Imagine it’s the summer of 1999, and you’re at the last middle school dance. Guys with frosted tips, Abercrombie ringer tees, and chunky bracelets. Chuck Taylors, checkerboard slip-ons and blink-182 hoodies. The local DJ starts his set with the most seminal summer anthem of that year — Smash Mouth’s “All Star.” Everyone knows the words and it’s the perfect sing-along song where the whole school can come together. No matter your clique or friend group, you knew that song by heart. It was the theme of that year.
And while the 9:30 Club is a far cry from a school gymnasium, I picked up on the same cohesive energy on Thursday, January 20 when English indie-rock band The Wombats came to town to kick off their first North American visit since the pandemic. Clad in flannel shirts, washed tees, and skinny jeans, these Liverpudlian rockers hardly resemble their namesake marsupial and have enjoyed solid success since their founding in 2003. These old friends from college have toured the world and are on this side of the pond to celebrate their January 14 release of “Fix Yourself, Then the World” which was just earned the number one release in the UK.
Fans of fellow Liverpool band the Beatles and the Syd Barrett era of Pink Floyd will enjoy lead singer Matthew Murphy’s vocals as pleasant and familiar. While tracks like “Greek Tragedy,” “Turn,” and “This Car Drives All By Itself” are light and melodic, they dabble with more alternative styles. Tracks like “Kill the Director” and “If You Ever Leave, I’m Coming With You” remind me of late 90s alt-rock I used to enjoy, artists like Earth to Andy or Sunbeam. Overall, The Wombats have that sunny disposition but just a hint of hard rock to give it an edge over the sucrose pop that marked the airwaves of the turn of the last century.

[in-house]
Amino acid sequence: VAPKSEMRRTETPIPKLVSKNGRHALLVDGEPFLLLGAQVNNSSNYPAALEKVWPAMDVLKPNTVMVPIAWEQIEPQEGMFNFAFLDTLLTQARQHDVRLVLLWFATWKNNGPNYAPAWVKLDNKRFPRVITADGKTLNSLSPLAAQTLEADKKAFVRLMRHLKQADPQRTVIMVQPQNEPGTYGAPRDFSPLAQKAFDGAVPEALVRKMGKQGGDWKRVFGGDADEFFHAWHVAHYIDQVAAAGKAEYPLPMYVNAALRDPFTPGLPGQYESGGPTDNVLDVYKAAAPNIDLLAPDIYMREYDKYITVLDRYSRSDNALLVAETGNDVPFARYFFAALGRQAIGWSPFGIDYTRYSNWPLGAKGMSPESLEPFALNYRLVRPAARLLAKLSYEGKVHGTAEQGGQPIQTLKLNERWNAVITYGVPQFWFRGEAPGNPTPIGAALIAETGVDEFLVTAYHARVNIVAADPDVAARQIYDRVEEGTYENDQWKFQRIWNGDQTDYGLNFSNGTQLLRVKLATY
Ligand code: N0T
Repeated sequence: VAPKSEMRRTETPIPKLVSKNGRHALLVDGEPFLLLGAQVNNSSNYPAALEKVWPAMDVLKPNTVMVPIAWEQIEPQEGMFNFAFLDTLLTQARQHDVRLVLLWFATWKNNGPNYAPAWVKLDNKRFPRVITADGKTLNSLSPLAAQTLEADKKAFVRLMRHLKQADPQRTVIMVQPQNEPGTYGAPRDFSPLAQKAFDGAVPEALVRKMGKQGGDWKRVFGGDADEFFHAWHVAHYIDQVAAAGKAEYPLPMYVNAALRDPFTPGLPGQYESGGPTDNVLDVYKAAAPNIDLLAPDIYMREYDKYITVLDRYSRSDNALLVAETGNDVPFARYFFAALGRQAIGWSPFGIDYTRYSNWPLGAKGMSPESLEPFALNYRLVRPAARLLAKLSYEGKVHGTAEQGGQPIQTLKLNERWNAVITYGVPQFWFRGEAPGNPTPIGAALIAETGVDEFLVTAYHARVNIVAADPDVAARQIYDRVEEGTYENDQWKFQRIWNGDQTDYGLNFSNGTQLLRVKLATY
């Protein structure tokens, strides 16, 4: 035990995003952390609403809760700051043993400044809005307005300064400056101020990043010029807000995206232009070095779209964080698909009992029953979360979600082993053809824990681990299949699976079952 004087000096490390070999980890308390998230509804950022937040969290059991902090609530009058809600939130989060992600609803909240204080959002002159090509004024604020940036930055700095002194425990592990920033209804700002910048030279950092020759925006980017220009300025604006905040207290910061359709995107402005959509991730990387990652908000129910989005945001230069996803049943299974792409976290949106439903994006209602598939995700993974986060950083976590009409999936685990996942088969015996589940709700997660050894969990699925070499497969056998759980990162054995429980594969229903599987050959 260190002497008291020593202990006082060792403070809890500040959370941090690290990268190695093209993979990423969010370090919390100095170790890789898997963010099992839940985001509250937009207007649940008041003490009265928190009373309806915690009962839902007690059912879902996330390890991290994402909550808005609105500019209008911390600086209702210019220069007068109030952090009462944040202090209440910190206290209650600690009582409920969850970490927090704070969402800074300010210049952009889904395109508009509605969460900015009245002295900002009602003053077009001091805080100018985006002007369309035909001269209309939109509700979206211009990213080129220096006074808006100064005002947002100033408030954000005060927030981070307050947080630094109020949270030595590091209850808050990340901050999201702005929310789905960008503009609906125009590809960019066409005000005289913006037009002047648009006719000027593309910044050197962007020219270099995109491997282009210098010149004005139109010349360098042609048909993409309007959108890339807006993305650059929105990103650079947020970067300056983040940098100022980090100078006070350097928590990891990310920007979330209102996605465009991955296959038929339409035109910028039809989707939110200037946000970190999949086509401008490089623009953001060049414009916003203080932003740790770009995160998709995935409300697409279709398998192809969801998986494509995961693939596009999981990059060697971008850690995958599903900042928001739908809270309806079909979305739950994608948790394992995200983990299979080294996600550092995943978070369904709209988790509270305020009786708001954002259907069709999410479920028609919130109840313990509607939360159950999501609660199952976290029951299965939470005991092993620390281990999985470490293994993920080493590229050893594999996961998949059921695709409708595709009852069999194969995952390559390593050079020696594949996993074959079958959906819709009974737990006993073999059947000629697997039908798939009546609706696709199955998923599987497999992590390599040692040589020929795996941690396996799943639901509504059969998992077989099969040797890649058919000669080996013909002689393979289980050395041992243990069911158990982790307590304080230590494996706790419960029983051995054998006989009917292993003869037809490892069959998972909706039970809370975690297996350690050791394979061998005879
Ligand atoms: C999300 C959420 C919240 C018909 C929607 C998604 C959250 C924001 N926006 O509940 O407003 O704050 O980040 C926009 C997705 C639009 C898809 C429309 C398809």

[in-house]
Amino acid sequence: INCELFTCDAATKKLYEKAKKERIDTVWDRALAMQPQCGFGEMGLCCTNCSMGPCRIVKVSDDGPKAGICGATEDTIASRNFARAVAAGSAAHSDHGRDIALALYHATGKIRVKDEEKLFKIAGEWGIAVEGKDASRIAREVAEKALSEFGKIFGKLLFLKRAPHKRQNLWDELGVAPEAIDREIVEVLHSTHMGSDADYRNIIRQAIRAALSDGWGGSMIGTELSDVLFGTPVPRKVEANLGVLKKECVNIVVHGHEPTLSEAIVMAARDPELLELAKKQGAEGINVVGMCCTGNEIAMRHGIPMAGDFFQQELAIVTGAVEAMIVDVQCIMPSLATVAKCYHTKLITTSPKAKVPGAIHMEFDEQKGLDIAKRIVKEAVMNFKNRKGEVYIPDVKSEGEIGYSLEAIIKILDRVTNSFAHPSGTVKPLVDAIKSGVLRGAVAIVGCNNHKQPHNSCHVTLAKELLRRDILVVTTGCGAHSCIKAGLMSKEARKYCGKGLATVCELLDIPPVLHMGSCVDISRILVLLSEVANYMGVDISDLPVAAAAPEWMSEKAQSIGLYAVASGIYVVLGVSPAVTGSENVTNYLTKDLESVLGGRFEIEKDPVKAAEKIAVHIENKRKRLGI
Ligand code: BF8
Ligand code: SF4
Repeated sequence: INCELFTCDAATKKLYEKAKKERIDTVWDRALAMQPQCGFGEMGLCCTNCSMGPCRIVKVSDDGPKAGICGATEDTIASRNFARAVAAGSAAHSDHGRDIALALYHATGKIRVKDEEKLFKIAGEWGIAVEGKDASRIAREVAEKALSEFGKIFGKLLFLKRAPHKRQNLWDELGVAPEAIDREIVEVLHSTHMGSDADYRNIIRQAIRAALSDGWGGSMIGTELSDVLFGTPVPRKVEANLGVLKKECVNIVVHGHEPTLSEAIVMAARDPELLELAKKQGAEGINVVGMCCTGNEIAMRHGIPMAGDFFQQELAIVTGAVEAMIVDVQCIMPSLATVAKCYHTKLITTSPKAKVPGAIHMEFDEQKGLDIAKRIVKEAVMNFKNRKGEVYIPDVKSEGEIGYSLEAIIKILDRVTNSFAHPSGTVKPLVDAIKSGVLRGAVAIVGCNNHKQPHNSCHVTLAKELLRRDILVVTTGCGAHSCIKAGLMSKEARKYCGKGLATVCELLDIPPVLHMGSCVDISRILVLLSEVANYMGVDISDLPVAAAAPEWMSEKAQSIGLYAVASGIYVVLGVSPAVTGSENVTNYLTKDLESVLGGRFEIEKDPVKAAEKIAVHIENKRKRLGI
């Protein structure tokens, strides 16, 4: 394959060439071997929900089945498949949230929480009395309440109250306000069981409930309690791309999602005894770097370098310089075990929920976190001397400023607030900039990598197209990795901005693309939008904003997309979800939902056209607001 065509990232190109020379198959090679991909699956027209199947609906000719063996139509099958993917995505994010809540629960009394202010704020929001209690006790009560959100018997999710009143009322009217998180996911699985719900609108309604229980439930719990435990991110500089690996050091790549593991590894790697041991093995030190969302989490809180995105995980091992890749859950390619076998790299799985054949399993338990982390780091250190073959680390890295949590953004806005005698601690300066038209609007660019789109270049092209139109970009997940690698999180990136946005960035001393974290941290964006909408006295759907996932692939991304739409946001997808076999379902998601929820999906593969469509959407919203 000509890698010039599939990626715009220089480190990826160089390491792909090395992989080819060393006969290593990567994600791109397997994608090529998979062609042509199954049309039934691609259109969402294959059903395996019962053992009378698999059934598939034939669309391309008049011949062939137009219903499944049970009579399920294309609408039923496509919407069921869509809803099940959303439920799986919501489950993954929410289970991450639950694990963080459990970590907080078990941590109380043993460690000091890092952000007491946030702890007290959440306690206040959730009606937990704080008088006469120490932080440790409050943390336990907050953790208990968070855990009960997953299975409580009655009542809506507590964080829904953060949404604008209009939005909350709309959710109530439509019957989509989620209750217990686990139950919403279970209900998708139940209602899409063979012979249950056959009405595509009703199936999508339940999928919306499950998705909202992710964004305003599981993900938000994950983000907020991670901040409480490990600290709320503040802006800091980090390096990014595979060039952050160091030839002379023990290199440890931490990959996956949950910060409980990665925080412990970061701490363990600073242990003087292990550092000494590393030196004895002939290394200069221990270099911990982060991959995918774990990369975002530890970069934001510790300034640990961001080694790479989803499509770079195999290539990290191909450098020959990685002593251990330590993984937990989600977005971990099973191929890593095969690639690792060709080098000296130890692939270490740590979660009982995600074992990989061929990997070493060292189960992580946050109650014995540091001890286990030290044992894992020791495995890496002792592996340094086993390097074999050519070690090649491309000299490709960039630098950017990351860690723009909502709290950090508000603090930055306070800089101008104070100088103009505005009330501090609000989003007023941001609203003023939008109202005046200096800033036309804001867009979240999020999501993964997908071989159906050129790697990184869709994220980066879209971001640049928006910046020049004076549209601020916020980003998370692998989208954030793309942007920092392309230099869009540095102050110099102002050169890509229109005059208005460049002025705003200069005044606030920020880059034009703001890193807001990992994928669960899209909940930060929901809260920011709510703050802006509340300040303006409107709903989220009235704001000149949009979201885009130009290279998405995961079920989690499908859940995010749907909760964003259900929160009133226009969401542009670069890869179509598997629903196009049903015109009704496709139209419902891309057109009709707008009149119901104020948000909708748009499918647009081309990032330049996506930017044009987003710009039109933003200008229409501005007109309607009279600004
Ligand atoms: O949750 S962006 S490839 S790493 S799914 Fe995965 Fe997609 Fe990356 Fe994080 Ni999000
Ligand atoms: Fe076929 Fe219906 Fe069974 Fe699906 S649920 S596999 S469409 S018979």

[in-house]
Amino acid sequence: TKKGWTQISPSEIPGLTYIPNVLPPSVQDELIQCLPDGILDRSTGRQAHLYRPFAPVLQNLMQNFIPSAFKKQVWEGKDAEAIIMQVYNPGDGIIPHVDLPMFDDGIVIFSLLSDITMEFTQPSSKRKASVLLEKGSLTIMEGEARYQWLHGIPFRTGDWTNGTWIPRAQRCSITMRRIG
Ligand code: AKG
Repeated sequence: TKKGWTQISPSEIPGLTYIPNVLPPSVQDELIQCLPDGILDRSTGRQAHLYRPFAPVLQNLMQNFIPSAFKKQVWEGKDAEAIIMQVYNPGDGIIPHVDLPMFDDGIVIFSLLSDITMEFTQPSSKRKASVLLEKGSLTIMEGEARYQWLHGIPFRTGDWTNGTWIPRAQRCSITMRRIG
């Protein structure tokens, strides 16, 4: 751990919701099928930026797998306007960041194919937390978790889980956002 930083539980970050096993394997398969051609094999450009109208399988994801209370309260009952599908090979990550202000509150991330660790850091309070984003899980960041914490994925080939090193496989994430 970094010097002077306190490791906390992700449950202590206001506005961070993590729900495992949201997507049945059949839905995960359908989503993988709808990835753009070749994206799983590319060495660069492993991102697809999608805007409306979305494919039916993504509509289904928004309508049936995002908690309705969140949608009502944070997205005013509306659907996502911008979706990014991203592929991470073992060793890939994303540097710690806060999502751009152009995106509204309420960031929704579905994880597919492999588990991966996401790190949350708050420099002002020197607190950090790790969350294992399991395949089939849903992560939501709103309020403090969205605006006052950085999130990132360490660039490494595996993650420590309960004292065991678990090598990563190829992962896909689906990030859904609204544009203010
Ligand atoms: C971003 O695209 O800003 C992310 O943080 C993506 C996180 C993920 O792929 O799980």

One striking thing I noticed was how well the band interacted with their fans. Now I don’t use the term fans lightly. The audience knew all their songs verbatim. I was at a bit of a loss, only learning of The Wombats this year, but it was great to see the audience, as fans, really getting into the show. For some songs, like “Pink Lemonade,” all it took to get the crowd roaring was a chord or two. They knew what song was coming, and the band picked up on this, playing to the crowd’s expectations and enjoyment. They also poked fun at live-performance tropes like the pre-encore walk-off, in which they assured the audience their impending departure would not, truly, be the final one and they would indeed return. And return they did, powering through a few more high-energy tracks before calling it a night.
The Wombats’ future is bright: they’re a solid band, with good technical musical skills, a lively stage presence and a great rapport with the audience. It’s obvious they love what they do, and I think they’ll see a few more number one albums in their future.
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